The United States Supreme Court has defined “substantial evidence,” as used in the Act,
to be “such relevant evidence as a reasonable mind might accept as adequate to support a
conclusion.” Richardson v. Perales, 402 U.S. 389, 401 (1971) (quoting Consolidated Edison Co.
v. N.L.R.B., 305 U.S. 197, 229 (1938). Substantial evidence is “more than a scintilla and less than
a preponderance.” Spellman v. Shalala, 1 F.3d 357, 360 (5th Cir. 1993). The evidence must create
more than “a suspicion of the existence of the fact to be established, but no ‘substantial evidence’
will be found only where there is a ‘conspicuous absence of credible choices’ or ‘no contrary medical
evidence.’” Hames v. Heckler, 707 F.2d 162, 164 (5th Cir. 1983).
Burden of Proof
An individual claiming entitlement to disability insurance benefits under the Act has the
burden of proving his disability. Johnson v. Bowen, 864 F.2d 340, 344 (5th Cir. 1988). The Act
defines disability as the “inability to engage in any substantial gainful activity by reason of any
medically determinable physical or mental impairment which can be expected to result in death or
which has lasted or can be expected to last for a continuous period of not less than 12 months.” 42
U.S.C. § 423(d)(1)(A). The impairment must be proven through medically accepted clinical and
laboratory diagnostic techniques. 42 U.S.C. § 423(d)(3). The impairment must be so severe as to
limit the claimant in the following manner:
he is not only unable to do his previous work but cannot, considering his age,
education, and work experience, engage in any other kind of substantial gainful work
which exists in the national economy, regardless of whether such work exists in the
immediate area in which he lives, or whether a specific job vacancy exists for him,
or whether he would be hired if he applied to work.
42 U.S.C. § 423(d)(2)(A). The mere presence of an impairment is not enough to establish that one
is suffering from a disability. Rather, a claimant is disabled only if he is “incapable of engaging in
any substantial gainful activity.” Anthony v. Sullivan, 954 F.2d 289, 293 (5th Cir. 1992) (quoting
Milam v. Bowen, 782 F.2d 1284, 1286 (5th Cir. 1986)).
The Commissioner applies a five-step sequential process to decide disability status:
If the claimant is presently working, a finding of “not disabled” must be
If the claimant does not have a “severe impairment” or combination of
impairments, he will not be found disabled;
If the claimant has an impairment that meets or equals an impairment listed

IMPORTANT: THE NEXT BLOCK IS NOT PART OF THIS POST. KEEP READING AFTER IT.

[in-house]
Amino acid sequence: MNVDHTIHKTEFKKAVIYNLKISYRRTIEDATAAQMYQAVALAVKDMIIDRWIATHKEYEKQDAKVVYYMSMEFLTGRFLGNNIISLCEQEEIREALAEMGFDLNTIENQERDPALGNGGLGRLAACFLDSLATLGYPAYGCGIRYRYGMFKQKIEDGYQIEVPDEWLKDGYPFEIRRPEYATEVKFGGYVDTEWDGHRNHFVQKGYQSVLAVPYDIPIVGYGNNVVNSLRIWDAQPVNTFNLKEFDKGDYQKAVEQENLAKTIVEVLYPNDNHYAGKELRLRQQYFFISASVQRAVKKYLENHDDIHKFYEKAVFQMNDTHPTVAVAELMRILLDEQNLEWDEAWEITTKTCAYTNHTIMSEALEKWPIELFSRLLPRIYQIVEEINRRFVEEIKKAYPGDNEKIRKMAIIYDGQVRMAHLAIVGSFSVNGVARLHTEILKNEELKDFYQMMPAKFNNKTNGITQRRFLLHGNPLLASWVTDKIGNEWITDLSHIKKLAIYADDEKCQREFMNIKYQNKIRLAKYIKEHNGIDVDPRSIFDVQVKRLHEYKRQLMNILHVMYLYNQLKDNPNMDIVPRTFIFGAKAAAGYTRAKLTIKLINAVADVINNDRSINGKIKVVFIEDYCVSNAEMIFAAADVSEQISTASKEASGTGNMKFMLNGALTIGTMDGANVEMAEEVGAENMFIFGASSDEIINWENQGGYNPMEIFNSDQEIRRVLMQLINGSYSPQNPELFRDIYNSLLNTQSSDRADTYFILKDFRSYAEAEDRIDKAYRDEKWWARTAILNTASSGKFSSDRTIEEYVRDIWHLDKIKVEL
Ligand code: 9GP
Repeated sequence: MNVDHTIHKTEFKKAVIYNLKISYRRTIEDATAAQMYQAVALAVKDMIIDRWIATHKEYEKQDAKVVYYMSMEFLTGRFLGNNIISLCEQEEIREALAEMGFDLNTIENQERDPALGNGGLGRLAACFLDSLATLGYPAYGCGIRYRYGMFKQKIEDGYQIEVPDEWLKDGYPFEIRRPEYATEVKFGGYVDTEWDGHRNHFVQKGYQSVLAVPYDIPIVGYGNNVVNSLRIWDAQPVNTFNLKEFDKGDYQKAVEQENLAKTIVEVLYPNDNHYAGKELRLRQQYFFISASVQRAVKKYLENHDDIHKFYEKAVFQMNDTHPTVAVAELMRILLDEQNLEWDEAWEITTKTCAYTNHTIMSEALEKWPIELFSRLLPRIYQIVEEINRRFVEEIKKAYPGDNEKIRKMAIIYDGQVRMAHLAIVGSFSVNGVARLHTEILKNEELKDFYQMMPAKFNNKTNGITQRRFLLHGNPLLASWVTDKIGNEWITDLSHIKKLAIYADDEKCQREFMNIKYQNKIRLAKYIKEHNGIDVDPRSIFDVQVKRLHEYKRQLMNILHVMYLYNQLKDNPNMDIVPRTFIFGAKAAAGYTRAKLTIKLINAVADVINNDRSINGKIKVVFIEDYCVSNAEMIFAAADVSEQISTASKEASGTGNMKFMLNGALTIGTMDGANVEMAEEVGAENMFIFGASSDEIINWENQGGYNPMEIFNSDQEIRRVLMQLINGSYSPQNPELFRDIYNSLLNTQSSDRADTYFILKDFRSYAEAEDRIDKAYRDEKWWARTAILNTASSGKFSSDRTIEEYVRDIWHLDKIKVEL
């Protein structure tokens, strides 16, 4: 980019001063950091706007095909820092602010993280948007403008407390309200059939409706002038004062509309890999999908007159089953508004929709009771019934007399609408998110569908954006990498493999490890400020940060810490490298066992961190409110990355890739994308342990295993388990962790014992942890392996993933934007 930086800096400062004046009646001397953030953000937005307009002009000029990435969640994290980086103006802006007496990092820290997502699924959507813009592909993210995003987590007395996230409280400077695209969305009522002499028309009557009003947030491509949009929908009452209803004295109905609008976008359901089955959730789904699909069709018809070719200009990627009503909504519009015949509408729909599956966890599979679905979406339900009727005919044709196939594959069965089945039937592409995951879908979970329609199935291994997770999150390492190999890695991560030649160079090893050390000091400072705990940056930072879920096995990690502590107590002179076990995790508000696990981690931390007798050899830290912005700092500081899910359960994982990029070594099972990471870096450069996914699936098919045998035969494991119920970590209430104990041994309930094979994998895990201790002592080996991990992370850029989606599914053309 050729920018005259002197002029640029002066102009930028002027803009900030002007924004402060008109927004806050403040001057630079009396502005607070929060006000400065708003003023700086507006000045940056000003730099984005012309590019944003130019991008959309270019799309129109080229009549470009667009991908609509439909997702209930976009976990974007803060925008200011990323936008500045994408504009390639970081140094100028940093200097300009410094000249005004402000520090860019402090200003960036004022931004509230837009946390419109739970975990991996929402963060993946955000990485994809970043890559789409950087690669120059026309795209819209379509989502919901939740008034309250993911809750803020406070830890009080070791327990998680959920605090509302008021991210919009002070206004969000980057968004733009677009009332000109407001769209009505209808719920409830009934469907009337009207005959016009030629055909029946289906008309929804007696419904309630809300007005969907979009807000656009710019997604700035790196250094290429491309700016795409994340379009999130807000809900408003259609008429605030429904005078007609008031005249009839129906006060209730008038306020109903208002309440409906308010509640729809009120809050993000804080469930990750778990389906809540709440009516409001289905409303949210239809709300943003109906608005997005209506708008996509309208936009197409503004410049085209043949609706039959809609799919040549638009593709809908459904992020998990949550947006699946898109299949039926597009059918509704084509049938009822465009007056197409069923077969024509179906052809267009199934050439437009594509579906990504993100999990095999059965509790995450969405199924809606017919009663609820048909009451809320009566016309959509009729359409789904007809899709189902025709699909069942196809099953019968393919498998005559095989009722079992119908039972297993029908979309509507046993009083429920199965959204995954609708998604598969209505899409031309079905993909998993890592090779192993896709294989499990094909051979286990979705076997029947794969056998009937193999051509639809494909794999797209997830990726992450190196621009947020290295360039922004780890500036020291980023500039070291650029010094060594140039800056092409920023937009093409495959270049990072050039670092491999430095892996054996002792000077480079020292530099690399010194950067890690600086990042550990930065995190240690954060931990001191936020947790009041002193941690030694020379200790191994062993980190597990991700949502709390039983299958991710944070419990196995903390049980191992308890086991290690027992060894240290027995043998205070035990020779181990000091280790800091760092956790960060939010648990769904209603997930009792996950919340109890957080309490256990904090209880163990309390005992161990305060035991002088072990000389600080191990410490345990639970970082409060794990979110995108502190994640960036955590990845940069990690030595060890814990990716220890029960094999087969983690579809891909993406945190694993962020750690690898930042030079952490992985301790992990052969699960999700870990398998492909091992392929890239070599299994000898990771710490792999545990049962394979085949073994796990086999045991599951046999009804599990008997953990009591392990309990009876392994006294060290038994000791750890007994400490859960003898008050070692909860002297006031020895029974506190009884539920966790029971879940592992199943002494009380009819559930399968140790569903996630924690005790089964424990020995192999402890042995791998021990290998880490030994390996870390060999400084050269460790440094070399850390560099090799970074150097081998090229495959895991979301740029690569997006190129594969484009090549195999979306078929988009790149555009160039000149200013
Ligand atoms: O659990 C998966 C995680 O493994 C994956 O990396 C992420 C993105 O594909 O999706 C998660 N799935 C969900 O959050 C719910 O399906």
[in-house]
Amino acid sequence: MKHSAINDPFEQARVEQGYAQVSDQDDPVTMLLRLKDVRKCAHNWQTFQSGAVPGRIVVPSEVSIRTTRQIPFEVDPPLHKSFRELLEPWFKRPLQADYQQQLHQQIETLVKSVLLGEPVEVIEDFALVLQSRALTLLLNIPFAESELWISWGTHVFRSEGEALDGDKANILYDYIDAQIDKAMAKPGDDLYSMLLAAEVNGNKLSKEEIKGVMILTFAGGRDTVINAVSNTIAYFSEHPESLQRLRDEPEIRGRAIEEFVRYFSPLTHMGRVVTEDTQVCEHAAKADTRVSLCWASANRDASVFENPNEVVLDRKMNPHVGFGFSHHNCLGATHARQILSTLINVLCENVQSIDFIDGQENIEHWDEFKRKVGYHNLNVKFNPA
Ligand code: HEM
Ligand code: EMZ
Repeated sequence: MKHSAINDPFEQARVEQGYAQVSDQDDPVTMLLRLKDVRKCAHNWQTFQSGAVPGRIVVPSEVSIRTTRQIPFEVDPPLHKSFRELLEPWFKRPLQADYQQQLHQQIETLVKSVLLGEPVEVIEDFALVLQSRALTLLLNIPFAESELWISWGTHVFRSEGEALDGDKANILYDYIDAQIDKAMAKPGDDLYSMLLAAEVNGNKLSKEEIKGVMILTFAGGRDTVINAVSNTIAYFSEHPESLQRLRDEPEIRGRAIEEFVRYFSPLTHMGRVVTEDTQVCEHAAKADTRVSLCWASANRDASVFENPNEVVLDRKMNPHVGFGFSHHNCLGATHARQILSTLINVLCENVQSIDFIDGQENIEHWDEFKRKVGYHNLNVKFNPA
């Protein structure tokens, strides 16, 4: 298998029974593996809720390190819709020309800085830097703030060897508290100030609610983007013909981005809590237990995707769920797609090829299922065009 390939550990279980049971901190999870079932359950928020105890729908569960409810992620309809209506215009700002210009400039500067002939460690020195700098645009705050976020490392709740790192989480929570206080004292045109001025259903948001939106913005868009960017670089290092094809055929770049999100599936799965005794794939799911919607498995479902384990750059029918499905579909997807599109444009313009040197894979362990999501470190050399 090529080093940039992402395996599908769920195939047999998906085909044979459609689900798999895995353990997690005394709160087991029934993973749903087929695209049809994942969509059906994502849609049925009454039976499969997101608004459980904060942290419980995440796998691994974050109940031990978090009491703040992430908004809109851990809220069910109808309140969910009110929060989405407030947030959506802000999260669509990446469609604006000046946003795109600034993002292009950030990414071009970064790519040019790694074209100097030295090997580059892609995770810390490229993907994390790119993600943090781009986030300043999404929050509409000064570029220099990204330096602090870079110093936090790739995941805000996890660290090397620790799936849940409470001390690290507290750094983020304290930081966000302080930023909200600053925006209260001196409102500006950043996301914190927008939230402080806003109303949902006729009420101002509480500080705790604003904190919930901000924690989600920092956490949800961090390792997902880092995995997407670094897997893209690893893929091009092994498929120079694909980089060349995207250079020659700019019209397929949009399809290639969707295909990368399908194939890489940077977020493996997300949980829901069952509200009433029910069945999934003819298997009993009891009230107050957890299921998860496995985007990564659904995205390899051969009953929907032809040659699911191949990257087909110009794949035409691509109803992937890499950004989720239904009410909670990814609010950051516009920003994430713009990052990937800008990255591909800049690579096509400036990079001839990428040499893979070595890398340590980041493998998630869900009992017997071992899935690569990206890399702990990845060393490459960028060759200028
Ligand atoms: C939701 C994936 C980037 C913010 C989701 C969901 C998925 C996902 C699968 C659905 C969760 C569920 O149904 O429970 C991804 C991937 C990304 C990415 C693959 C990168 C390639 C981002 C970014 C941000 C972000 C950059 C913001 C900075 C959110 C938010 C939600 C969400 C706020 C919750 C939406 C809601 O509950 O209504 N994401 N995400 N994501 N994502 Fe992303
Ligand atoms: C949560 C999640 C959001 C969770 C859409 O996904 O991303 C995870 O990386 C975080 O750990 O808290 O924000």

in Appendix 1 of the Regulations, disability is presumed and benefits are
If the claimant is capable of performing past relevant work, a finding of “not
disabled” must be made; and
If the claimant’s impairment prevents him from doing any other substantial
gainful activity, taking into consideration his age, education, past work
experience and residual functional capacity, he will be found disabled.
Anthony, 954 F.2d at 293; see also Leggett v. Chater, 67 F.3d 558, 563 n.2 (5th Cir. 1995); Wren v.
Sullivan, 925 F.2d 123, 125 (5th Cir. 1991). Under this framework, the claimant bears the burden
of proof on the first four steps of the analysis to establish that a disability exists. If successful, the
burden shifts to the Commissioner, at step five, to show that the claimant can perform other work.
McQueen v. Apfel, 168 F.3d 152, 154 (5th Cir. 1999). Once the Commissioner shows that other jobs
are available, the burden shifts, again, to the claimant to rebut this finding. Selders v. Sullivan, 914
F.2d 614, 618 (5th Cir. 1990). If, at any step in the process, the Commissioner determines that the
claimant is or is not disabled, the evaluation ends. Leggett, 67 F.3d at 563.
Here, the ALJ found at step one that Isiaka had not engaged in substantial gainful activity
since May 27, 2012, her alleged onset date. At step two, the ALJ found that Isiaka had the following
severe impairments: dysthymic disorder, history of asthma, history of ulcerative colitis, history of
deep vein thrombosis, major depressive disorder, obesity, osteoarthritis of the knee, degenerative
disc disease of the cervical spine, and tendinitis of the shoulder. At step three, the ALJ concluded
that Isiaka did not have an impairment or combination of impairments that met or medically equaled
a listed impairment, including Listings 1.02, 1.04, 3.02, 4.11, 4.12, 5.08 and 12.04. The ALJ then,
prior to consideration of steps four and five, determined that Isiaka had the residual functional
capacity (“RFC”) to perform a restricted range of sedentary work “in that she can lift and carry ten
pounds occasionally, five pounds frequently. She can stand and walk two hours in an eight-hour
workday and sit for six hours in an eight-hour workday. She can occasionally climb ramps and
stairs, balance, stoop, kneel, crouch, and crawl, yet must never climb ladders[,] ropes or scaffolds.
Further, she is limited to occasional overhead reaching bilaterally, and work environments in which
the bathroom is readily accessible. She must avoid concentrated exposure to dusts, fumes, gases,
and poor ventilation. Furthermore, she can understand, remember, and carry [ ] out detailed, but not
complex instructions; make decisions; attend and concentrate for extended periods; accept
instructions; and respond appropriately to changes in routine work settings.” At step four, using that
RFC, and based on the testimony of a vocational expert, the ALJ determined that Isiaka could not
perform her past work as a teacher’s aide, screener, or health care provider. At step five, again using